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Snapdeal To Exit DEN-Snapdeal TV, Plans To Divest Entire Stake

Snapdeal To Exit DEN-Snapdeal TV, Plans To Divest Entire Stake

India’s ecommerce marketplace Snapdeal, in the wake of cutting costs and conserving cash, is exiting its teleshopping network, DEN-Snapdeal TV Shop by divesting its complete stake in the company.

Snapdeal currently owns 17.13% in the network, and 82.87% is held by multi-system operator (MSO) DEN Networks, as stated in a report by The Financial Express.

Commenting on the development, an official spokesperson from Snapdeal told Inc42, “The decision to exit the Den Snapdeal JV was taken in 2016, as part of our periodic evaluation to determine continued alignment of investments with our business needs. In execution of the decision, we had substantially reduced our stake mid-last year. The residual stake will be divested over the next few months to complete the process of exit.”

Snapdeal entered into a 50:50 joint venture with DEN Networks Company to launch a market-oriented TV channel. The TV channel operates as a marketplace platform for facilitating the sale of branded and unbranded merchandise and services, including vouchers offered by third-party sellers subject to necessary approvals.

As per an official statement, the channel has a widespread reach across India and is present in 52 Mn households. It also launched a web platform in 2016.

Following the initial partnership, in July last year, DEN Networks increased its stake in the venture from 50% to 82.87%, for $916K (around INR 6 Cr).

Founded in February 2010, by Kunal Bahl along with Rohit Bansal, Snapdeal claims to offer over 65 Mn products across 1000+ categories. Currently, it claims to have more than 300K sellers on its platform.

Of Shutdowns And Slowdowns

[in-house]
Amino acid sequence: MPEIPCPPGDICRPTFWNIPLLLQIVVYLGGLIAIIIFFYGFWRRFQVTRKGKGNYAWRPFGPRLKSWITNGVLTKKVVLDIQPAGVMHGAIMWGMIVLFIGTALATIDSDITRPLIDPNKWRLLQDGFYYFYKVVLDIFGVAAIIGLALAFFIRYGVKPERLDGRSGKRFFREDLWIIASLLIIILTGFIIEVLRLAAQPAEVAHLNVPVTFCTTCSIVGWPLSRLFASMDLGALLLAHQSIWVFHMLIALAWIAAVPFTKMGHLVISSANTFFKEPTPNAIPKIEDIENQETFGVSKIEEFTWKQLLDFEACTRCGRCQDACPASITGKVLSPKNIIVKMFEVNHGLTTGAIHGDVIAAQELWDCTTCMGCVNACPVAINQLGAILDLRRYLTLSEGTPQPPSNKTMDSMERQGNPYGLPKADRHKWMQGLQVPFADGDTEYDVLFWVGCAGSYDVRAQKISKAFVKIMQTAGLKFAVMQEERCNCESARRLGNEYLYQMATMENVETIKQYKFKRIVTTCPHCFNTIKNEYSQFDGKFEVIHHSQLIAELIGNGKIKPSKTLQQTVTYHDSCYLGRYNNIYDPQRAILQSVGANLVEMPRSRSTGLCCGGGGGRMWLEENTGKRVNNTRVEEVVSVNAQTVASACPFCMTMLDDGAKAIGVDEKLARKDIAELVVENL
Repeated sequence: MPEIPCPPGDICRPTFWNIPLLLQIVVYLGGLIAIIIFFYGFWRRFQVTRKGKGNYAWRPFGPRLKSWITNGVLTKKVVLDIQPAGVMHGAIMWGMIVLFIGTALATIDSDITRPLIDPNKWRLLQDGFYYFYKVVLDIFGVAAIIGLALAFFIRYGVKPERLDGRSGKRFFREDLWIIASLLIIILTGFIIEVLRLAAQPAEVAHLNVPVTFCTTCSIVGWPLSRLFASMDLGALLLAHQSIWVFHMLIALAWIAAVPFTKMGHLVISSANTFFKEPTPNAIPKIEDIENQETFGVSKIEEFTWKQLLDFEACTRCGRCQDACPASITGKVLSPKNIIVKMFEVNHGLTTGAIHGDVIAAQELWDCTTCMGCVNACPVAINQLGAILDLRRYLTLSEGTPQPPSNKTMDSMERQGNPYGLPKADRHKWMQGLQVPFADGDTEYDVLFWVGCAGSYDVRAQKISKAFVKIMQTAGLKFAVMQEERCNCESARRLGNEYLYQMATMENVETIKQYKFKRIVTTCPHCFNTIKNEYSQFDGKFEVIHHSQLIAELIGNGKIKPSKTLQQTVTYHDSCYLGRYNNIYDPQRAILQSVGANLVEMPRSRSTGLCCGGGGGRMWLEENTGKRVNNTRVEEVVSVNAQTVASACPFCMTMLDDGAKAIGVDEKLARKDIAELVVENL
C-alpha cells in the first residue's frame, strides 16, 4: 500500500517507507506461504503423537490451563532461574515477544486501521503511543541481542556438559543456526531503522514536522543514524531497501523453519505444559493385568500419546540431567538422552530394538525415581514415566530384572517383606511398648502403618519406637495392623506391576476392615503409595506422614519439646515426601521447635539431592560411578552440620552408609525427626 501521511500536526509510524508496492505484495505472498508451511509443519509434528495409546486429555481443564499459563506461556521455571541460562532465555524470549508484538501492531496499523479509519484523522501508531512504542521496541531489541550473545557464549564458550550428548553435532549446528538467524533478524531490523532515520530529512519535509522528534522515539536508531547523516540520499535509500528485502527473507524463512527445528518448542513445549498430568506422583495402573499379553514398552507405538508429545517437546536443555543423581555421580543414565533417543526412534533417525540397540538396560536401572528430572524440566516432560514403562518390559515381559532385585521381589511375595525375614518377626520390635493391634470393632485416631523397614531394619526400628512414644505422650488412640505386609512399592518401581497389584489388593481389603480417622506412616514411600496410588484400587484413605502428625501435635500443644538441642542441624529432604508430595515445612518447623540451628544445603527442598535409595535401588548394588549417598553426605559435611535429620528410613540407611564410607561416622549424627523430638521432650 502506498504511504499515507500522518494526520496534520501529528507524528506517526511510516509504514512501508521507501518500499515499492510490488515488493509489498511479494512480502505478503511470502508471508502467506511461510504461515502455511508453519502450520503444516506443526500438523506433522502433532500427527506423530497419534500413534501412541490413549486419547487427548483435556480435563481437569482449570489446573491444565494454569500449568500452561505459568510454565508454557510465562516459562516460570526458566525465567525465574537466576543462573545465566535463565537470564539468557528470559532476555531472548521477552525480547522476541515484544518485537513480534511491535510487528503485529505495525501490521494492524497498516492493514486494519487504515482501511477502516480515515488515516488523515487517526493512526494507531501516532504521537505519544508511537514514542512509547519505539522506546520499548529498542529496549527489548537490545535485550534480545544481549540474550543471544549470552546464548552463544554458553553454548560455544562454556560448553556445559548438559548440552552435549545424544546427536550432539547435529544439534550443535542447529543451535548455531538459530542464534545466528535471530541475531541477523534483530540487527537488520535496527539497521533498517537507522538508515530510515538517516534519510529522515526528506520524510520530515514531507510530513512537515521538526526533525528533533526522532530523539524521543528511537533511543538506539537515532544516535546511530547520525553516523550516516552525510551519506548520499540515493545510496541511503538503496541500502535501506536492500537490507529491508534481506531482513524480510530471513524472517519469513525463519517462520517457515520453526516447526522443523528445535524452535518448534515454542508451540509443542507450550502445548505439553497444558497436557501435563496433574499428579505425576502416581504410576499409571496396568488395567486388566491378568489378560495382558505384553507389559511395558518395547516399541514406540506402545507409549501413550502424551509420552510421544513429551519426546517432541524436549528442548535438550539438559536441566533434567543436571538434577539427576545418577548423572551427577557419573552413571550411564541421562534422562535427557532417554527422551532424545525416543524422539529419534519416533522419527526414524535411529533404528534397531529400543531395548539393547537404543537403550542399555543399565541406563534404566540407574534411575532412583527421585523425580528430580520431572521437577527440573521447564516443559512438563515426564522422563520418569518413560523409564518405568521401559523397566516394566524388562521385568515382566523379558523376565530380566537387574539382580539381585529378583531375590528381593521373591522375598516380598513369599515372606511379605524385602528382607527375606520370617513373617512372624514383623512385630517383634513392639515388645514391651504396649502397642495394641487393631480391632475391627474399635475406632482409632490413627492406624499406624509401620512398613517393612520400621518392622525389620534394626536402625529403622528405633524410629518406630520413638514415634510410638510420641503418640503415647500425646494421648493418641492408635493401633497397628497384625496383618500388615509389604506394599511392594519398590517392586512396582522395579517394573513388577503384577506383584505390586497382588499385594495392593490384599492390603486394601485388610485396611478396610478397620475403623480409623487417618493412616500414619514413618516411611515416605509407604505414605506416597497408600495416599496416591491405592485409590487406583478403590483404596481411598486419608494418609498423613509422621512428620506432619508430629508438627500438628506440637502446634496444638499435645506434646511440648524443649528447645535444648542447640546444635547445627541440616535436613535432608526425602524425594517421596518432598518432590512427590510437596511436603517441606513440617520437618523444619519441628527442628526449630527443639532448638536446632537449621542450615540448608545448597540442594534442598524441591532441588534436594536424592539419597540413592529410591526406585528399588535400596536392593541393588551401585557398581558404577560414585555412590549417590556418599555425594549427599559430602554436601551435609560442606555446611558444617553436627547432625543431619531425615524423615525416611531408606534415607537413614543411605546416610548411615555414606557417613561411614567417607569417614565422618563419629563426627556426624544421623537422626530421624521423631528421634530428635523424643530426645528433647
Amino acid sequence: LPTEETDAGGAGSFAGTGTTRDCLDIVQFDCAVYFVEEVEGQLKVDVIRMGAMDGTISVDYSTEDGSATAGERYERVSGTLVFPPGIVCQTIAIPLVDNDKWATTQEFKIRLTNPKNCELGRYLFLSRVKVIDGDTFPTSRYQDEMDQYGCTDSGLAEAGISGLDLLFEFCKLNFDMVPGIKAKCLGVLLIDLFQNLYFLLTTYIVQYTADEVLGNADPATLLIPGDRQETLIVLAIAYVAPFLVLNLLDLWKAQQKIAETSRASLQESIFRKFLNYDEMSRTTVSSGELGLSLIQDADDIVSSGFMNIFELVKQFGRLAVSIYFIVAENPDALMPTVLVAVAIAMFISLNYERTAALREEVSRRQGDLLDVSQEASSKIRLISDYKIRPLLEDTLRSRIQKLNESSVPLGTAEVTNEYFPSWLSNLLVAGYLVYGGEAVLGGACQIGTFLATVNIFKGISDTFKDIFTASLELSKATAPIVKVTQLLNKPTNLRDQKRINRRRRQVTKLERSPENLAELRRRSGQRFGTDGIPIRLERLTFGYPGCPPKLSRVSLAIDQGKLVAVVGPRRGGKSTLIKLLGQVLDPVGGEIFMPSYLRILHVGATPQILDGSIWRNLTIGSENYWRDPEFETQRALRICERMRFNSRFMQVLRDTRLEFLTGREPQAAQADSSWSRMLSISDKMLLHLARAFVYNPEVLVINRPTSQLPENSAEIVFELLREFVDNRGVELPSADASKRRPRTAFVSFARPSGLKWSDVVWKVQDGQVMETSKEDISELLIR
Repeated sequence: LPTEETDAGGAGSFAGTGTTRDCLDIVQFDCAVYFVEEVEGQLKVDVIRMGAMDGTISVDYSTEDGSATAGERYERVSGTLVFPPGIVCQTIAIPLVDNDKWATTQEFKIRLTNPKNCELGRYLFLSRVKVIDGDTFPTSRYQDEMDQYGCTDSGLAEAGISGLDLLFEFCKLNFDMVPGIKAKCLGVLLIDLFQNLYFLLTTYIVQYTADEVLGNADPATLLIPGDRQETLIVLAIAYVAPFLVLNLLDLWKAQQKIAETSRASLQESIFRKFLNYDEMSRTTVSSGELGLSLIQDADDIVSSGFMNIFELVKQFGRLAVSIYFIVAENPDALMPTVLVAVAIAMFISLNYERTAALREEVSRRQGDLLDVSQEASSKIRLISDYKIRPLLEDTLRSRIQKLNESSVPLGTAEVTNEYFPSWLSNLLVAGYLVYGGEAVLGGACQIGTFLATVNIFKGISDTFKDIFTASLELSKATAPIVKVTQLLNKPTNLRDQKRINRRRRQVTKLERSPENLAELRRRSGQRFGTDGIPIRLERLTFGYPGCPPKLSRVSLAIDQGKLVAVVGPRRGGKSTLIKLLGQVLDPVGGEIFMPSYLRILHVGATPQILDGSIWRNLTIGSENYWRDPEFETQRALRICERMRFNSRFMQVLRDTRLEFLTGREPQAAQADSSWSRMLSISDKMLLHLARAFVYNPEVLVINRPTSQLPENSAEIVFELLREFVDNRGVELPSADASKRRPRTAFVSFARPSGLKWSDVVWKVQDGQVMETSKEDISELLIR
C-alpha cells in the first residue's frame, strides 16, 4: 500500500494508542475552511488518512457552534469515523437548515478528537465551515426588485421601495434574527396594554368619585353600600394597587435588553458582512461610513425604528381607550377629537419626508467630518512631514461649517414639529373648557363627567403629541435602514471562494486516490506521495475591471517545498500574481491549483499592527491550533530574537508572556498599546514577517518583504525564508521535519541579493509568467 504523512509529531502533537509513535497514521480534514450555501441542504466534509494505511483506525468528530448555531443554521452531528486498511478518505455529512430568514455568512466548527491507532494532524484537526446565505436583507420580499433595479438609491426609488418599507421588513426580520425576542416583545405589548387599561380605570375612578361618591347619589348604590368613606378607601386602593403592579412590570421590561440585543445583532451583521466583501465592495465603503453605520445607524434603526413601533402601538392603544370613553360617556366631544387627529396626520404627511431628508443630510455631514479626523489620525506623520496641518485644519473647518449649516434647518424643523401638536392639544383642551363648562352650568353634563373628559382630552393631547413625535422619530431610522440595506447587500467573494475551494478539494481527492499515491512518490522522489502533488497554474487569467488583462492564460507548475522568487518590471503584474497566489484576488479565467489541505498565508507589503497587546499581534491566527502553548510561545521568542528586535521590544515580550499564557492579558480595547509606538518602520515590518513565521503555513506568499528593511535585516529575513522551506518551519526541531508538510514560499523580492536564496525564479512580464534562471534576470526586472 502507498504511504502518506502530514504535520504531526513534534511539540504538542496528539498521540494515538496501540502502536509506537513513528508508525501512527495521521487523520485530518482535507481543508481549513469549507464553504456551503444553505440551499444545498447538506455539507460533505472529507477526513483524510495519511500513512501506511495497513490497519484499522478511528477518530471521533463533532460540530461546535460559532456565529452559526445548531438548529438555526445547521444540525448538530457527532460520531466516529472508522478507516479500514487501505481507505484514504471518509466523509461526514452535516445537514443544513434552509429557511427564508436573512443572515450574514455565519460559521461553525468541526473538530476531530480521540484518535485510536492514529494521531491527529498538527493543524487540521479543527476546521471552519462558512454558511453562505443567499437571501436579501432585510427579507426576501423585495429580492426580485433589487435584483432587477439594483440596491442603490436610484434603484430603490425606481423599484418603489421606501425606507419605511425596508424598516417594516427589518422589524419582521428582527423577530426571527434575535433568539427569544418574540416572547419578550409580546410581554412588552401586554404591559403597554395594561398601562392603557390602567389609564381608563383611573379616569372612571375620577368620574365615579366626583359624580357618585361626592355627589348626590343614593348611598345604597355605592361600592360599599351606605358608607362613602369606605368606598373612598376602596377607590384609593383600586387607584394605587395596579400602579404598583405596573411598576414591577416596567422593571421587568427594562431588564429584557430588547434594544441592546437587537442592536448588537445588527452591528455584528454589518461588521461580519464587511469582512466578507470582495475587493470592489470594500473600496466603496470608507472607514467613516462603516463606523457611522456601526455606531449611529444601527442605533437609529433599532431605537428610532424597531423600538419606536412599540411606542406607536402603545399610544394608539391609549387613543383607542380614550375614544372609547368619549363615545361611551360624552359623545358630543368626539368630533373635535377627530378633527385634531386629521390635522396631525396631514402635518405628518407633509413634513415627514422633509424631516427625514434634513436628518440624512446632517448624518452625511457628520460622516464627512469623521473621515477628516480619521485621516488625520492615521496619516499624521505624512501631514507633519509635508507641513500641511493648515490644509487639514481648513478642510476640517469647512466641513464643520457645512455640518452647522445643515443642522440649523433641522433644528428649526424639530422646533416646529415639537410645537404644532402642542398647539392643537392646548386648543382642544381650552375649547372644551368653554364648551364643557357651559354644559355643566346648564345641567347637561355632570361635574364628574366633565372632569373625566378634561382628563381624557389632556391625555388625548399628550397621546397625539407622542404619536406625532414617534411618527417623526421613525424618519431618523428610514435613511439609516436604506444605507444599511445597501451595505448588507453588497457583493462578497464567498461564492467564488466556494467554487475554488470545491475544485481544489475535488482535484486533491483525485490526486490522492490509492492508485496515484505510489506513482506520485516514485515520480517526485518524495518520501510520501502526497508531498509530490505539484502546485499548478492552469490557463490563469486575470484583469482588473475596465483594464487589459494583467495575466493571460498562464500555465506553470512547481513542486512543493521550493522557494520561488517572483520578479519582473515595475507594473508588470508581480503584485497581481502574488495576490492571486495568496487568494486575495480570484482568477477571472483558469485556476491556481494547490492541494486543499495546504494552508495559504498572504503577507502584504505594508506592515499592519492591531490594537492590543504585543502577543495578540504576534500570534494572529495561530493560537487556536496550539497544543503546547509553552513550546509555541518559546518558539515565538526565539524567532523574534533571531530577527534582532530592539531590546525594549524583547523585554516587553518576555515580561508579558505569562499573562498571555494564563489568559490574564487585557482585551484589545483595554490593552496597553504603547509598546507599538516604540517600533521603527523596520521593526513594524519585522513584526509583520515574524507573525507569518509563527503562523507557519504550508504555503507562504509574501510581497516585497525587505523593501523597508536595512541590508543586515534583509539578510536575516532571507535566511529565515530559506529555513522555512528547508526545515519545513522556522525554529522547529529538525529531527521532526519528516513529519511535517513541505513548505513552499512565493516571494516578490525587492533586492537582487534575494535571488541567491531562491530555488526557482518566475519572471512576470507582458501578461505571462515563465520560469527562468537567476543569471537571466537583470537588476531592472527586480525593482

Snapdeal’s woes continue in the wake of bleeding losses and severe course correction.

In February 2017, Snapdeal shut down  app-only, zero-commission, affiliate marketplace Shopo. In August 2016, Tejasvi Mohanram, founder of online consumer and SME credit platform RupeePower, acquired by Snapdeal in March 2015, bought back a major share of his company. Following that, the company also shut down Exclusively – a marketplace for premium branded fashion and lifestyle products.

Snapdeal’s other acquisition, the logistics platform GoJavas temporarily suspended operations in August 2016. Another one, esportsbuy shut down in 2012, two months after Snapdeal acquired the startup.

In February this year, the company fired about 600 people from its workforce, in a cost-cutting exercise. In the same month and also stopped the incentive programme for customers that was previously launched through affiliates.

The unicorn has, till date, raised about $1.76 Bn funding in 12 rounds. The Jasper Infotech-run company is looking to raise funds again, and its current valuation is pegged at somewhere around $4 Bn. In November 2016, Softbank Group Corp, which holds around 32% in Snapdeal, marked down close to $555 Mn in two of its Indian investments, cab hailing firm Ola and Snapdeal.

Just yesterday it was reported that Snapdeal’s rivals, Paytm and Flipkart, were in talks to buy the falling unicorn. However, Snapdeal denied the reports.

While the homegrown ecommerce player is having a hard time, counterpart Flipkart emerged from a prolonged series of markdowns and closed a $1 Bn funding round at a valuation of $10 Bn from undisclosed investors, earlier this month.